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The Debenham Project: research into the dementia/memory loss journey for cared-for and carer: 2012-13

This report lays out the findings of research carried out between July 2012 and August 2013 for The Debenham Project in Suffolk, funded by the Norfolk & Suffolk Dementia Alliance. The research sought to obtain information from family carers and cared-for about the memory loss/ dementia journey; a profile of the carers and cared-for; their experiences; and also views from them and others on the positive and negative aspects of early diagnosis and early intervention of/by services.

The research used a methodology devised by the researchers working to an agreed project plan from the Debenham Project Trustees. In essence, this methodology sought to:- a. Devise questionnaires for family carers b. Trial the questionnaire with a limited number of family carers known to the Debenham Project, and then refine and roll it out to the full survey population c. Conduct structured interviews with as many family carers as possible of the survey population d. Devise and launch a questionnaire for volunteers in the Debenham Project e. Interview relevant professionals including GPs and voluntary sector.

The principal survey group was forty-two family carers of people with memory loss/dementia living either presently or in the recent past in the area covered by the Debenham GP practice including its two surgeries in Otley and Grundisburgh. The aim of this research is to inform the funders; local and regional authorities and national government as well as the Debenham Project and partners to enable robust planning of future services and support for people with dementia and their carers.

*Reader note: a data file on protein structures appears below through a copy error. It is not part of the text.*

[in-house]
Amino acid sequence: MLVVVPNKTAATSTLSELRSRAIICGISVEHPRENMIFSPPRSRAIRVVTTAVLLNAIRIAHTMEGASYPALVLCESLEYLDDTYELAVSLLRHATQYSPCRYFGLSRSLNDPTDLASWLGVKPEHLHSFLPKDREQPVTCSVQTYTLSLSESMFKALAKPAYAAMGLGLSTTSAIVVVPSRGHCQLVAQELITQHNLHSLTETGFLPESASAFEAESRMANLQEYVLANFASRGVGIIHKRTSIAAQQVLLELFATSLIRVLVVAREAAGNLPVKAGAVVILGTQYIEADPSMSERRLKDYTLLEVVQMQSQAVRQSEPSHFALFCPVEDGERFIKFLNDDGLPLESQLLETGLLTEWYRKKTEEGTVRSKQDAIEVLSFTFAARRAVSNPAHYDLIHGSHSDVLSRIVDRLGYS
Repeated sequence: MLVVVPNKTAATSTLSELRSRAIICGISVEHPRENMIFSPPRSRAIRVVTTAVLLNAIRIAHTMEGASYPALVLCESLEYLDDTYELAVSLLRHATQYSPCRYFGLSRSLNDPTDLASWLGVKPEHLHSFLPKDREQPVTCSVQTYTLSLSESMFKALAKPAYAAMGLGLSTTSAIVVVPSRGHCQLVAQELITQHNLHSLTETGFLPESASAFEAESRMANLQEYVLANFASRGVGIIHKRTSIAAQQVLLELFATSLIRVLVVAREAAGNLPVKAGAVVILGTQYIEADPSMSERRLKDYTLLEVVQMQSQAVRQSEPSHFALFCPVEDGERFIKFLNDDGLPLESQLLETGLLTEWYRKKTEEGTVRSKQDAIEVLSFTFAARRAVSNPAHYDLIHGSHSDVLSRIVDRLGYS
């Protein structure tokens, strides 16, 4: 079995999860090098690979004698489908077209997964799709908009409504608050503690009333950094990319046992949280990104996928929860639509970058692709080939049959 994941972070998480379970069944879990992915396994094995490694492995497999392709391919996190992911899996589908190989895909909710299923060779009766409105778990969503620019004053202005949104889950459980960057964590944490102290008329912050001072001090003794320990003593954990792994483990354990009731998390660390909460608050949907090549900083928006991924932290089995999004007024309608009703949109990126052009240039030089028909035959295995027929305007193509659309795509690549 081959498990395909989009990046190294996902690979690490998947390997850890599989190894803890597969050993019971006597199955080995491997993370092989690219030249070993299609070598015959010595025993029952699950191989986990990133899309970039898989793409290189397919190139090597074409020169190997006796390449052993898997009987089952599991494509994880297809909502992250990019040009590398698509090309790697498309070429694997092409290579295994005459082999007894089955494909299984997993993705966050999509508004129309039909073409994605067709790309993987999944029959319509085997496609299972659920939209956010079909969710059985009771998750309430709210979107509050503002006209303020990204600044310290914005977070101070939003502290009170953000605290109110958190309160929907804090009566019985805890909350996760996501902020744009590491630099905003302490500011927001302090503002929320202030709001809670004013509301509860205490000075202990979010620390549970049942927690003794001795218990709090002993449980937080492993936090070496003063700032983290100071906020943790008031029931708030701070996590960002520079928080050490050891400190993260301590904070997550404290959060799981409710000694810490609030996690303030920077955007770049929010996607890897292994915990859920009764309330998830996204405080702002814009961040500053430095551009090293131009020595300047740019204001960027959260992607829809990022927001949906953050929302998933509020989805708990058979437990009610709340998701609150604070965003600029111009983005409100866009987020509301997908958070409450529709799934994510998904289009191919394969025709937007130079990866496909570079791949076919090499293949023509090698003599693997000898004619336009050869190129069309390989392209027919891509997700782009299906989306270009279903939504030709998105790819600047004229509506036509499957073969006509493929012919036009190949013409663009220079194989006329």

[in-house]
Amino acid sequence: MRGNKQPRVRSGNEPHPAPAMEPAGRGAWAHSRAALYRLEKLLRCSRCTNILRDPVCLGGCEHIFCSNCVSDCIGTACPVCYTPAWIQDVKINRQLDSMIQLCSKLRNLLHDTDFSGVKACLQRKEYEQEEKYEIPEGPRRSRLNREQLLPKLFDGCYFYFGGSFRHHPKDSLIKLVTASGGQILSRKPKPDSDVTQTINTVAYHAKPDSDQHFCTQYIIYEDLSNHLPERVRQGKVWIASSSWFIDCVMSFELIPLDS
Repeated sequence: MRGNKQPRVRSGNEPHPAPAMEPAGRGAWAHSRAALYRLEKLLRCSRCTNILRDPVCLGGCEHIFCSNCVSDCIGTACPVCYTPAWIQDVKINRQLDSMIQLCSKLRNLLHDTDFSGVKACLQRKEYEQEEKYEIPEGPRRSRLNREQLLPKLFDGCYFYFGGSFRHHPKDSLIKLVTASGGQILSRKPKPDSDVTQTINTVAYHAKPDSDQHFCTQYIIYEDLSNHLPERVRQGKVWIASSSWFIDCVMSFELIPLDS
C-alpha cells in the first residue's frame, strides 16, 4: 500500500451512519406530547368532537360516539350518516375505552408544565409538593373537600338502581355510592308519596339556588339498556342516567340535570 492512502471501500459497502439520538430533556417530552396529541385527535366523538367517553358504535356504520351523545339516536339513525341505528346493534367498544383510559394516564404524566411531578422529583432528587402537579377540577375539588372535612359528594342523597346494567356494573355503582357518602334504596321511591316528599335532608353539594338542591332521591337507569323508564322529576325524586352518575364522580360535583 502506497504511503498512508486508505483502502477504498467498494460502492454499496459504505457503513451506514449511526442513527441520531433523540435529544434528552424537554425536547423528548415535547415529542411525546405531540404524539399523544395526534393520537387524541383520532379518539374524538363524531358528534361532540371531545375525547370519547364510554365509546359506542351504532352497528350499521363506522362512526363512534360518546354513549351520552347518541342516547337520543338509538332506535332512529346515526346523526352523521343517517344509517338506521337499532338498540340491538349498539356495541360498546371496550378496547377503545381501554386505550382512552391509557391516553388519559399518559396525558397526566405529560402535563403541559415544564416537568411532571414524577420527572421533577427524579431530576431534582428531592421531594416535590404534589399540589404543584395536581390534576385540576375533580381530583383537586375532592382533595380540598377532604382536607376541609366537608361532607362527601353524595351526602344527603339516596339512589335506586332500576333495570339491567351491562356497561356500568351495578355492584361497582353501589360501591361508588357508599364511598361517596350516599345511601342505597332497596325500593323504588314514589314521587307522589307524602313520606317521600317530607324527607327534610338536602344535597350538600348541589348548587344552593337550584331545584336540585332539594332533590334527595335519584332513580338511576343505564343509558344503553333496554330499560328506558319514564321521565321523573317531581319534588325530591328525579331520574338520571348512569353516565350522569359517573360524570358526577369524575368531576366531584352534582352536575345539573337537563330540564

This report:-  Lays out the responses to the family carer questionnaire, question by question  Examines and computes these responses, categorising where clearly possible & helpful  Incorporates experiences and views from the structured interviews, Debenham Project volunteer questionnaires and relevant professionals in social care and health services, including the voluntary sector  Discusses the findings and draws conclusions The research is felt to be unique in its person-focused methodology and approach, and this is evidenced through the high returns and response rates. The researchers are trained & experienced in ‘non-instructed’ advocacy thus were able to engage empathetically with the client group while maintaining a professional and critical distance. 

Additional Titles
Journal of Dementia Care;
Original source (some source materials require subscription or permission to access)

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